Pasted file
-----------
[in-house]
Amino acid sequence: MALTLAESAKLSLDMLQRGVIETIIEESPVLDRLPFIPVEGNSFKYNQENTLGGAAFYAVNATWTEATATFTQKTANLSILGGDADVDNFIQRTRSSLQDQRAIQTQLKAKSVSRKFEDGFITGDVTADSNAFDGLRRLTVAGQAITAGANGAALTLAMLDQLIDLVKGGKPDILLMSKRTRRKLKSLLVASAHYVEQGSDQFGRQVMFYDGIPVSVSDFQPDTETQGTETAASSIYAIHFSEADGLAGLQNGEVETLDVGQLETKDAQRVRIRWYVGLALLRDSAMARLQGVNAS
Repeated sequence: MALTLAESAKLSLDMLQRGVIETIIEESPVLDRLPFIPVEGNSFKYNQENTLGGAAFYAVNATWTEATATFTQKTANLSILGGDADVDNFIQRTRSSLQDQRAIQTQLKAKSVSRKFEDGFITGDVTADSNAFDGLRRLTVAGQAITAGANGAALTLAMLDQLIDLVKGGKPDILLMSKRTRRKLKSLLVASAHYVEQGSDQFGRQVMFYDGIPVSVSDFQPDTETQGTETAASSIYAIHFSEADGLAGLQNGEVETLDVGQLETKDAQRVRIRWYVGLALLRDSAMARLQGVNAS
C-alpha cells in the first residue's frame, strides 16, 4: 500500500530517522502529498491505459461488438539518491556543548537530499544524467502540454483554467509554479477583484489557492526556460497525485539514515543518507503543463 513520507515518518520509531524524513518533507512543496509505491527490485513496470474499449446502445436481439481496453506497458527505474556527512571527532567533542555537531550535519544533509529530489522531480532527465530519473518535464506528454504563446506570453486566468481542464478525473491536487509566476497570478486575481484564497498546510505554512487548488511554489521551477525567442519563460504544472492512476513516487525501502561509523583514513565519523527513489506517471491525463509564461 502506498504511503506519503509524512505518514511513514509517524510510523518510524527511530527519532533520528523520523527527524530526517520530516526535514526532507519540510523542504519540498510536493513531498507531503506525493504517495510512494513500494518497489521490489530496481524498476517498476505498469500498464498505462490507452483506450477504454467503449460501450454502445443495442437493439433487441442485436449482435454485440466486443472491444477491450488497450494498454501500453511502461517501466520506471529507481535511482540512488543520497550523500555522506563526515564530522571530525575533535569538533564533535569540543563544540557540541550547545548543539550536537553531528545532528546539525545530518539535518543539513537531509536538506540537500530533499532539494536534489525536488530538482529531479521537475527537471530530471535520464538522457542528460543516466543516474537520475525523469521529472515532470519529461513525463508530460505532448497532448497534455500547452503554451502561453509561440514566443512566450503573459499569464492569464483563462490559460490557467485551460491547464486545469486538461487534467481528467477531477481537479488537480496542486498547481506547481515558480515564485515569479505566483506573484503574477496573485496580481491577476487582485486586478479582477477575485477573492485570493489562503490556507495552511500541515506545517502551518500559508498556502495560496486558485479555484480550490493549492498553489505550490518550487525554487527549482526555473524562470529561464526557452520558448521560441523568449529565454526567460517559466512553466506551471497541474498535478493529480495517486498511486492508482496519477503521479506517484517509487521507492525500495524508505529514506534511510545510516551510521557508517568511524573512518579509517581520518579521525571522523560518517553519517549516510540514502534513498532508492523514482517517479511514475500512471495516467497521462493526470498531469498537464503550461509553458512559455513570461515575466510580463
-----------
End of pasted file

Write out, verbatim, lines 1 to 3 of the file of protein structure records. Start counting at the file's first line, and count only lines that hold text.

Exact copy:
[in-house]
Amino acid sequence: MALTLAESAKLSLDMLQRGVIETIIEESPVLDRLPFIPVEGNSFKYNQENTLGGAAFYAVNATWTEATATFTQKTANLSILGGDADVDNFIQRTRSSLQDQRAIQTQLKAKSVSRKFEDGFITGDVTADSNAFDGLRRLTVAGQAITAGANGAALTLAMLDQLIDLVKGGKPDILLMSKRTRRKLKSLLVASAHYVEQGSDQFGRQVMFYDGIPVSVSDFQPDTETQGTETAASSIYAIHFSEADGLAGLQNGEVETLDVGQLETKDAQRVRIRWYVGLALLRDSAMARLQGVNAS
Repeated sequence: MALTLAESAKLSLDMLQRGVIETIIEESPVLDRLPFIPVEGNSFKYNQENTLGGAAFYAVNATWTEATATFTQKTANLSILGGDADVDNFIQRTRSSLQDQRAIQTQLKAKSVSRKFEDGFITGDVTADSNAFDGLRRLTVAGQAITAGANGAALTLAMLDQLIDLVKGGKPDILLMSKRTRRKLKSLLVASAHYVEQGSDQFGRQVMFYDGIPVSVSDFQPDTETQGTETAASSIYAIHFSEADGLAGLQNGEVETLDVGQLETKDAQRVRIRWYVGLALLRDSAMARLQGVNAS